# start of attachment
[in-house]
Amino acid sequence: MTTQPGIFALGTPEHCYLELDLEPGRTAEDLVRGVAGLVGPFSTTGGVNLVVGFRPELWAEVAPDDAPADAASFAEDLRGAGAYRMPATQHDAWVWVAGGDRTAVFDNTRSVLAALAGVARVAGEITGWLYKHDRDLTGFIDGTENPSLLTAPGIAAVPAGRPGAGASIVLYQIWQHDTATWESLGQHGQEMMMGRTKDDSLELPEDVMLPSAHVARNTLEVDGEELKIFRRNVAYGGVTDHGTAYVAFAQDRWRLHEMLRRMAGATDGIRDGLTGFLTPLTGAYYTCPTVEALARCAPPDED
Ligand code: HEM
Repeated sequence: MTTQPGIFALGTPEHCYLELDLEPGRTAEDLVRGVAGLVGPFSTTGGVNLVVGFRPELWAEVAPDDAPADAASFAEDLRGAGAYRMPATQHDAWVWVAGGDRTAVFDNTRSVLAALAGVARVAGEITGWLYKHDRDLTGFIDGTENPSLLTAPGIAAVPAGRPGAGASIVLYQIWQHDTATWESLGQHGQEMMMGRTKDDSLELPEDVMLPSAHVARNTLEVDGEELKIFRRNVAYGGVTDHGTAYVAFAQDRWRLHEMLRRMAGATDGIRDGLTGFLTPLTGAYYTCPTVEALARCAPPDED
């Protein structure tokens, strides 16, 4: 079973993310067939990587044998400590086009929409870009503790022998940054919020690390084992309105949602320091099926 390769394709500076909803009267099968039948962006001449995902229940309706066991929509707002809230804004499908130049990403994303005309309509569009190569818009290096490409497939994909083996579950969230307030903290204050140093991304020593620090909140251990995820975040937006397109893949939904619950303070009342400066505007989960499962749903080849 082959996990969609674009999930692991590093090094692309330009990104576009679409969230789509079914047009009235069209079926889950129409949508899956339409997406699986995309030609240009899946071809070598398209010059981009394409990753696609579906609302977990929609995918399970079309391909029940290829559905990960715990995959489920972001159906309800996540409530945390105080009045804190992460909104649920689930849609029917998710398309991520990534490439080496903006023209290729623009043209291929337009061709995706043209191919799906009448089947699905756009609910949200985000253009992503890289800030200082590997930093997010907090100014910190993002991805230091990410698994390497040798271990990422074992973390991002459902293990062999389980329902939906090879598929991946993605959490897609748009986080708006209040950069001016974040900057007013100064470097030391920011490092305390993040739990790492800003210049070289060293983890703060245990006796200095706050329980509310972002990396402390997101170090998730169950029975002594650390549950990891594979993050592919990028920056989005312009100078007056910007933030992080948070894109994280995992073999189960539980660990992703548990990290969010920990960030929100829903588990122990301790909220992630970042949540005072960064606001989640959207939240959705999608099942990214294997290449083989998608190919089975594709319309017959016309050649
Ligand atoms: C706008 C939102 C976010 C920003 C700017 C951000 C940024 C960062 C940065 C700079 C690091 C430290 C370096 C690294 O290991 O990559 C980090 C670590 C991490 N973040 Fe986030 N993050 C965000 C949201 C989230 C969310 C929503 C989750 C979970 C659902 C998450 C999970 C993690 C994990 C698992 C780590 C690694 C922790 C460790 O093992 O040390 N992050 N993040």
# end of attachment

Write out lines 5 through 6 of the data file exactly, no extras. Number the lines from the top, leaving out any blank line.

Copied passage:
């Protein structure tokens, strides 16, 4: 079973993310067939990587044998400590086009929409870009503790022998940054919020690390084992309105949602320091099926 390769394709500076909803009267099968039948962006001449995902229940309706066991929509707002809230804004499908130049990403994303005309309509569009190569818009290096490409497939994909083996579950969230307030903290204050140093991304020593620090909140251990995820975040937006397109893949939904619950303070009342400066505007989960499962749903080849 082959996990969609674009999930692991590093090094692309330009990104576009679409969230789509079914047009009235069209079926889950129409949508899956339409997406699986995309030609240009899946071809070598398209010059981009394409990753696609579906609302977990929609995918399970079309391909029940290829559905990960715990995959489920972001159906309800996540409530945390105080009045804190992460909104649920689930849609029917998710398309991520990534490439080496903006023209290729623009043209291929337009061709995706043209191919799906009448089947699905756009609910949200985000253009992503890289800030200082590997930093997010907090100014910190993002991805230091990410698994390497040798271990990422074992973390991002459902293990062999389980329902939906090879598929991946993605959490897609748009986080708006209040950069001016974040900057007013100064470097030391920011490092305390993040739990790492800003210049070289060293983890703060245990006796200095706050329980509310972002990396402390997101170090998730169950029975002594650390549950990891594979993050592919990028920056989005312009100078007056910007933030992080948070894109994280995992073999189960539980660990992703548990990290969010920990960030929100829903588990122990301790909220992630970042949540005072960064606001989640959207939240959705999608099942990214294997290449083989998608190919089975594709319309017959016309050649
Ligand atoms: C706008 C939102 C976010 C920003 C700017 C951000 C940024 C960062 C940065 C700079 C690091 C430290 C370096 C690294 O290991 O990559 C980090 C670590 C991490 N973040 Fe986030 N993050 C965000 C949201 C989230 C969310 C929503 C989750 C979970 C659902 C998450 C999970 C993690 C994990 C698992 C780590 C690694 C922790 C460790 O093992 O040390 N992050 N993040």